FrontBell

The fragrant Clematis Kahori no Kimi–perhaps Clematis crispa is a parent?

 

Hakuji

Clematis Hakuji–another Clematis crispa descendent?

 

SAMSUNG

Clematis Shizuku–looking a little viorna-like?

The best sources I’ve found for bell flowers are Brushwood Nursery and Joy Creek Nursery.   So, come on–get one of these dainty-blossomed clematis for your very own!

 

 

 

 

 

Ordering Clematis: Joy Creek Nursery

A Gloomy February Day in Seattle

A Gloomy February Day in Seattle

Weather here in Seattle has continued gray and drab, though day-length is noticably getting longer.  Take a look at the photo I just took from the back deck!   Gloom and doom.  Days like this are best spent armchair gardening (reading gardening books and seed catalogues) or computer gardening (surfing the net for garden ideas or plants to buy).

Personally, I opted to drool over my favorite online mail-order nurseries, especially those that carry oodles of clematis.  I zeroed in on Joy Creek Nursery

Maurice Horn, co-owner of Joy Creek Nursery, is very knowledgable about clematis.  I once had the privilege of hearing him give a fascinating talk about the history of how clematis came into the horticultural world from the wild, including stories of some of the characters who hunted plants and brought them to Europe, and how some of the first hybrids, like Clematis Jackmanii, came into being.  As a result of strong connections to current Japanese clematis hybridizers, Maurice has access to many unusual and beautiful clematis, including little beauties with small bell-shaped flowers.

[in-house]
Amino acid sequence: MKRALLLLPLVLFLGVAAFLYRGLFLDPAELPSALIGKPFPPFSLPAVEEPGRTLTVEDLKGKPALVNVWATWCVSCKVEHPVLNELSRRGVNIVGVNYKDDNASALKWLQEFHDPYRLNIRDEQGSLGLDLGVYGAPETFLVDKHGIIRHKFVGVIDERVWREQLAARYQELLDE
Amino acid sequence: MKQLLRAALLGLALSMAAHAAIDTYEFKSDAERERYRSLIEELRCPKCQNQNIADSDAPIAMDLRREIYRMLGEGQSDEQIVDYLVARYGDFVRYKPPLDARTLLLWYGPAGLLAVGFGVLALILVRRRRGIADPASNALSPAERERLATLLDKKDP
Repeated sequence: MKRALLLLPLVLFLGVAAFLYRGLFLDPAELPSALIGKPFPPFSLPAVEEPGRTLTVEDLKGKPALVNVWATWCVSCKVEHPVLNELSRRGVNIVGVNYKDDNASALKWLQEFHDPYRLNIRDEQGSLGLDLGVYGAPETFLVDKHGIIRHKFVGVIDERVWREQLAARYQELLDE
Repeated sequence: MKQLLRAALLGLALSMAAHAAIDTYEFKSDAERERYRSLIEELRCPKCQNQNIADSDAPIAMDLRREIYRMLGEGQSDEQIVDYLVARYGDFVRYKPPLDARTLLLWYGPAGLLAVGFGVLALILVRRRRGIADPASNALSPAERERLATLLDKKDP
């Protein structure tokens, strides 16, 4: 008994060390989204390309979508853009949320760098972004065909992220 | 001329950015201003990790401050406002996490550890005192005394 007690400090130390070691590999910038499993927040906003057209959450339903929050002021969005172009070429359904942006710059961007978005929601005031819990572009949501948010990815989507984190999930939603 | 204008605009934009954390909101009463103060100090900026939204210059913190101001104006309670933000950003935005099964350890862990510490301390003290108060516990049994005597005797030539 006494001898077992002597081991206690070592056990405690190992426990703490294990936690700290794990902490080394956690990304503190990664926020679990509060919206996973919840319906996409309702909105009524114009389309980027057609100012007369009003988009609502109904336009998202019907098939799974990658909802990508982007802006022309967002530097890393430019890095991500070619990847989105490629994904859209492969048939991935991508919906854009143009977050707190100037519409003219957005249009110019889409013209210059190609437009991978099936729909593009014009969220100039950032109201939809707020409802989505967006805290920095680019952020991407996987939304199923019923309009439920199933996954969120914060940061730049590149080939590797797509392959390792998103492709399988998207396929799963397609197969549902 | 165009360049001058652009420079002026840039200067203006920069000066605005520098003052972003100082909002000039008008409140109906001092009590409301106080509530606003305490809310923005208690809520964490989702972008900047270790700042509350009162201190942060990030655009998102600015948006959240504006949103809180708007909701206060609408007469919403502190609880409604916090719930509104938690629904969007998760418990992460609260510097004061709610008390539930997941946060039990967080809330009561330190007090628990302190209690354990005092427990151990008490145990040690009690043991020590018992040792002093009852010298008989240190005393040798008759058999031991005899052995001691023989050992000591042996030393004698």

Joy Creek Nursery

Joy Creek Nursery

One HUGE advantage of Joy Creek Nursery over some of the other mail-order nurseries is that one can actually go there in person as well as order online or via telephone.  The nursery, which  is open seven days a week from March through October, sells hordes of plants and has truly fabulous display gardens where visitors can see how plants grow and combine with each other, including many clematis.  Joy Creek also runs a Sunday lecture series throughout the summer.  They are located in Scapoose, Oregon, on the Columbia River north of Portland. (Photo from Joy Creek Nursery.)

But back to my mail ordering.  The many plants I’ve gotten from Joy Creek over the years, whether mail-ordered or purchased in person, have always grown healthy, strong, and beautiful.  Below are photos of two, Clematis Bijou (a ground cover clematis from British hybridizer Raymond Evison) and Clematis Shizuki (one of the Japanese hybrids with a blue-violet bell crisply outlined in white that blooms all summer in a pot on my deck).   This year, I ordered two more clematis from Joy Creek Nursery–Clematis Kahori no Kimi and Clematis Princess Red.  Both have flowers in the form of pinkish-red nodding bells, and Kahori no Kimi is said to have the additional enhancement of a citris scent.  I notice Princess Red no longer shows up on their website.  Yikes!  I hope they didn’t run out before they put my order through! 

Clematis Shizuki

Clematis Shizuki

Clematis Bijou, a ground-cover clematis

Clematis Bijou, a ground-cover clematis